Meanwhile, RJ Cutler's THE SEPTEMBER ISSUE is now at $2.5 million, passing WALTZ WITH BASHIR for fourth biggest nonfiction of the year (behind Disney's dynamic duo of EARTH and JONAS BROTHERS 3D, and Magnolia's FOOD, INC.). It will likely slip back to five after CAPITALISM opens next weekend.
But perhaps one of the most talked about docs this weekend is Marina Zenovich's ROMAN POLANSKI: WANTED AND DESIRED. The double Emmy winner (and Cinema Eye nominee) was mentioned in nearly every news article about the filmmaker's arrest Sunday on 30+ year old rape charges. Should Polanski be extradited to the US, expect to hear even more about Zenovich's excellent film, which will soon be seen in Moscow at the American Embassy-sponsored AmFest - one of four American documentaries to screen this year, along with RACING DREAMS, OCTOBER COUNTRY and TROUBLE THE WATER.
And if that isn't the best programming of four films to show the breadth of style AND content in recent American documentary, I don't know what is (kudos to programmer and filmmaker Robin Hessman).
Required Reading: Crisis, what crisis? More on the current state of indie film: Eugene Hernandez summarizes Friday's indieWIRE/MoMA Indie Film Summit in New York, as does co-moderator Anne Thompson, Filmmaker Magazine's Scott Macaulay and indie vet/Emerging Pictures' Ira Deutchman. Thom Powers summarizes this - and earlier contributions from Liesl Copland and Peter Broderick - with a focus on what this means for documentary filmmakers.
Stuff we missed this week: rounding up its TIFF coverage, indieWIRE surveyed critics and bloggers for their favorite titles at this year's festival. On the doc side, Erik Gandini's much talked-about VIDEOCRACY came in on top with 24 points. The rest of the top 5: Chris Smith's COLLAPSE (17), Don Argott's THE ART OF THE STEAL (16), Leanne Pooley's Audience Award winner THE TOPP TWINS and Petra Epperlein & Michael Tucker's latest, HOW TO FOLD A FLAG.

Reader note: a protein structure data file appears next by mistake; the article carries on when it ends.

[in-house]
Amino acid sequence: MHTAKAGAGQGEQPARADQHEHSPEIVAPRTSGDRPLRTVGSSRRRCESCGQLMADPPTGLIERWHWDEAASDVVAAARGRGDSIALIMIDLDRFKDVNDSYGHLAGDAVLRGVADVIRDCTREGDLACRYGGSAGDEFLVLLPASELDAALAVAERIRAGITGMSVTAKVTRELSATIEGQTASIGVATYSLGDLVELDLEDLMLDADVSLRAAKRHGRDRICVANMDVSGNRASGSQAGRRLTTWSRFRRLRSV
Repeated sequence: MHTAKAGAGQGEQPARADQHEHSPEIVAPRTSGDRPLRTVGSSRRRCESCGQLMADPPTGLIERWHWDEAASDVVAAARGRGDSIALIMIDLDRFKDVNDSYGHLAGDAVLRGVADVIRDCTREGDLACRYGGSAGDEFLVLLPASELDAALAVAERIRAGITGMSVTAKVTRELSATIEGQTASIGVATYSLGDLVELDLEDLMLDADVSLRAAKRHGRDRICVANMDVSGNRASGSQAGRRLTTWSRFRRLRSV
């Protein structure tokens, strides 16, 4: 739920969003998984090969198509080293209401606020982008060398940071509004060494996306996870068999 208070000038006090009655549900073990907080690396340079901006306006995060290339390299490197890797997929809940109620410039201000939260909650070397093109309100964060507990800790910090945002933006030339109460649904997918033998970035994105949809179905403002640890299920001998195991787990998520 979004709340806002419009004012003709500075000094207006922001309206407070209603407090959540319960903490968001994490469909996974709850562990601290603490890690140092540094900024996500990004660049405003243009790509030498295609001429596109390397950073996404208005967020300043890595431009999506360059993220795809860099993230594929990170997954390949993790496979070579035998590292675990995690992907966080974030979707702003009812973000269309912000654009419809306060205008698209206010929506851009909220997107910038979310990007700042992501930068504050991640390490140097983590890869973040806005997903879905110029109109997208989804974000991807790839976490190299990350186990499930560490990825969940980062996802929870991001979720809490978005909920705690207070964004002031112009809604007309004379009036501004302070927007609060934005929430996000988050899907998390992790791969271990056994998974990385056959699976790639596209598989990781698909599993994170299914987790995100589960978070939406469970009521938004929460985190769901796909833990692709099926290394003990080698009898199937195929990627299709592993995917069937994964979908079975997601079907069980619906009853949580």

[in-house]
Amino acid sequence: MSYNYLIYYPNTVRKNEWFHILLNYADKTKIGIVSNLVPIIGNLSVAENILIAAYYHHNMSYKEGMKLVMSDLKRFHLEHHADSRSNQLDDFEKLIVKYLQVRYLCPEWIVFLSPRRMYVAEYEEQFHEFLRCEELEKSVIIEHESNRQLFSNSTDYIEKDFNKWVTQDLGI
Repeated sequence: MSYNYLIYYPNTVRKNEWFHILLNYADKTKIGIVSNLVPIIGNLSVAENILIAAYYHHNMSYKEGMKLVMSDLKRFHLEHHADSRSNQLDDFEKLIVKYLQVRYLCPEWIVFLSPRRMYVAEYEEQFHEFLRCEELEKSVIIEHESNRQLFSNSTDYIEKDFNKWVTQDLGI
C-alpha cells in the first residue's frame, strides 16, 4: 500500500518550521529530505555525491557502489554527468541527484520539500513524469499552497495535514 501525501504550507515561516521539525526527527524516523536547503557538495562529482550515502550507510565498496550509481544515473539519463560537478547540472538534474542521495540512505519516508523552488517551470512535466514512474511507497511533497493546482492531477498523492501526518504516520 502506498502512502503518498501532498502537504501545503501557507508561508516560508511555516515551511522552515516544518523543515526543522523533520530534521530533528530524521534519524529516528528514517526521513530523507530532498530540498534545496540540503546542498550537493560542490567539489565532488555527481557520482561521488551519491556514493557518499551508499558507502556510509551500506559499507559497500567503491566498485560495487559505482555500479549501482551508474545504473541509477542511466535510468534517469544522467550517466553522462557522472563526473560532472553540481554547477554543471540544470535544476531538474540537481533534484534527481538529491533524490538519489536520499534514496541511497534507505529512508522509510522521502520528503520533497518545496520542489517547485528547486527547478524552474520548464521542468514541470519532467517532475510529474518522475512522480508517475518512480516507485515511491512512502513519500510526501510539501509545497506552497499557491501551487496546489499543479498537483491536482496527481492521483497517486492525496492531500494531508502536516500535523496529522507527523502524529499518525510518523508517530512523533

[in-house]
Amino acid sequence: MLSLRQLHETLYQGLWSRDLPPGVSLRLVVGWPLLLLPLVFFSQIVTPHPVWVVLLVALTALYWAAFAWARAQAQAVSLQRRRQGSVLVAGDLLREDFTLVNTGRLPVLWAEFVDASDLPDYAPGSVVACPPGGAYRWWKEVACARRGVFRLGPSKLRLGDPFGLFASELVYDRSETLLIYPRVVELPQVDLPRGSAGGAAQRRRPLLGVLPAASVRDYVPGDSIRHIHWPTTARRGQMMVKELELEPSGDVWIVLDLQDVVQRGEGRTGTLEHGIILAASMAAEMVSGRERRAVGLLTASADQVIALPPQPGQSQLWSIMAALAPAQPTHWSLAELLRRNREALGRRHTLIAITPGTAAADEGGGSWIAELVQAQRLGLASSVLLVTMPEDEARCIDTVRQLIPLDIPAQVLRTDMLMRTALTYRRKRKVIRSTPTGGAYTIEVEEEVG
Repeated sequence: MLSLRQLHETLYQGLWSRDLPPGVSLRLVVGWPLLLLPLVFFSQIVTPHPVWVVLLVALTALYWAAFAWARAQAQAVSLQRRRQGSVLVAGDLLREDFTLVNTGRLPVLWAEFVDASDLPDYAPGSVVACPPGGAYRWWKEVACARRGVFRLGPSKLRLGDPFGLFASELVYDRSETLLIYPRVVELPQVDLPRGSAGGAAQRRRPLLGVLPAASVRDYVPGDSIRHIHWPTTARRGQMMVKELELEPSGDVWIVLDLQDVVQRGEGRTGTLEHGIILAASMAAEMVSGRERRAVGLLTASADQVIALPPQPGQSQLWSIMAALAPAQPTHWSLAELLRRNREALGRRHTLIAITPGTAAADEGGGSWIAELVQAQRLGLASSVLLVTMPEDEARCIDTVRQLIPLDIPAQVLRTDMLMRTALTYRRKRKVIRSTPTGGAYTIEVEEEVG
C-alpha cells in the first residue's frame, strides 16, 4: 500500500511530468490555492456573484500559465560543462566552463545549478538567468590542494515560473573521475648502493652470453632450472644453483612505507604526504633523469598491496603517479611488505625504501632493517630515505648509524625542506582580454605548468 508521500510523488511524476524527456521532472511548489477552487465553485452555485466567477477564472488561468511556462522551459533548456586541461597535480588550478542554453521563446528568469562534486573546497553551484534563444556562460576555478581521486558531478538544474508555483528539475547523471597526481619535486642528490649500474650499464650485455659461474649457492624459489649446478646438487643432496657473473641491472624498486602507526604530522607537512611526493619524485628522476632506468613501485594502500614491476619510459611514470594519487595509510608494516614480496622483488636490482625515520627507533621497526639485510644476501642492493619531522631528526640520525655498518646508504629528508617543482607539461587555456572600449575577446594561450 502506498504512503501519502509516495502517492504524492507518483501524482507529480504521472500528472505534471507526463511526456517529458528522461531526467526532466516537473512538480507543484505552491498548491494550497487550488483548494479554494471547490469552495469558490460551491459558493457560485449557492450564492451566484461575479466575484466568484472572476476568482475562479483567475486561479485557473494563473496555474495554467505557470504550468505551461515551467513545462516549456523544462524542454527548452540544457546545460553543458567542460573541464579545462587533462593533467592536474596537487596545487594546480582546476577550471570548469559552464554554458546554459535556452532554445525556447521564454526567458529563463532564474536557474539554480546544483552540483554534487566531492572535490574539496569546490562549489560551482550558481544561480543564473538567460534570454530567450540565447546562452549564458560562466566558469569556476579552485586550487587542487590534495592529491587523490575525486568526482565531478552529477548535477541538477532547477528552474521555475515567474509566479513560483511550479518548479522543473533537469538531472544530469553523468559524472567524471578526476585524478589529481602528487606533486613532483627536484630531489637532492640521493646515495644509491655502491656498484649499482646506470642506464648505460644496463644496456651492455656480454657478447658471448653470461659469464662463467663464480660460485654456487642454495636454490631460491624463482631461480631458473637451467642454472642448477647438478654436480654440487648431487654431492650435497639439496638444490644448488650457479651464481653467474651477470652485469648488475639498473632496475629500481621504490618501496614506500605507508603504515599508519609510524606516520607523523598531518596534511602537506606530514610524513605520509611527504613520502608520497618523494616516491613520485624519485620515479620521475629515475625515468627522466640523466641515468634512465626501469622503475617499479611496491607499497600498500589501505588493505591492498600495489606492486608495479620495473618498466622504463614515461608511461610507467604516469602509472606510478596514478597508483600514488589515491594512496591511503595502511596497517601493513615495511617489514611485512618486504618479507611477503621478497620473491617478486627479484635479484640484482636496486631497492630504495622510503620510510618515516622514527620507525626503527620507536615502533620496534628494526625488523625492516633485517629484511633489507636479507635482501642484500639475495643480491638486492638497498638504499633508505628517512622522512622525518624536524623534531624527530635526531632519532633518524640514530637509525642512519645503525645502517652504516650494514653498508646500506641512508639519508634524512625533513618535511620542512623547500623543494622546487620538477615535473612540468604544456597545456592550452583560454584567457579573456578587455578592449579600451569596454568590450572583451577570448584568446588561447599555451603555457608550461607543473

This week - the fall festival frenzy continues with the kick offs of two important stops on the documentary circuit: Camden International Film Festival, an up-and-coming doc-only fest in Maine that adds a day-long forum this year, and Woodstock Film Festival, which will lure many from the NYC indie film community upstate next weekend (particularly for its awards ceremony Saturday night). We'll be attending both festivals with our latest film, CONVENTION, and will be back with reports during the week/weekend.
Also this week - the theatrical release of Kristopher Belman's MORE THAN A GAME, which you may hear summarized as "the LeBron James documentary" but which is actually a strong, surprisingly effective portrait of a high school basketball team that transcends the typical underdog sports team film. Of particular note, the original score by producer Harvey Mason Jr. is excellent. The film opened this year's Silverdocs and was one of that festival's most talked about films. Should it be going head to head with Michael Moore? Can these two very different documentaries share the same theatrical head space?
And finally... If you've been following Ondi Timoner's Twitter feed (the woman is a tweeting machine), you may have heard of her latest innovative endeavors on behalf of her doc WE LIVE IN PUBLIC. In the last few days, Ondi has screened her film online for critics and bloggers (getting a first-ever special dispensation from the Motion Picture Academy so as not to upset her own Oscar eligibility apple cart), hosted live streaming of the Los Angeles opening night Q&A and premiere party and did a lengthy conversation with the IDA's Eddie Schmidt at one of the organization's Doc U events (Tamara Krinsky has an extended recap). No matter what your thoughts on PUBLIC (I happen to think that it says lots about what it means to be in the nonfiction filmmaking business), one has to admire Timoner's innovative thinking toward the promotion of her film.
Since the magic 8 ball seems to be indicating we may all soon be in the same boat - promoting, distributing, shepherding our films into the theatrical market (if that's what we want), we should be watching folks like Timoner (and others like Gary Hustwit and Sascha Gervasi) very closely.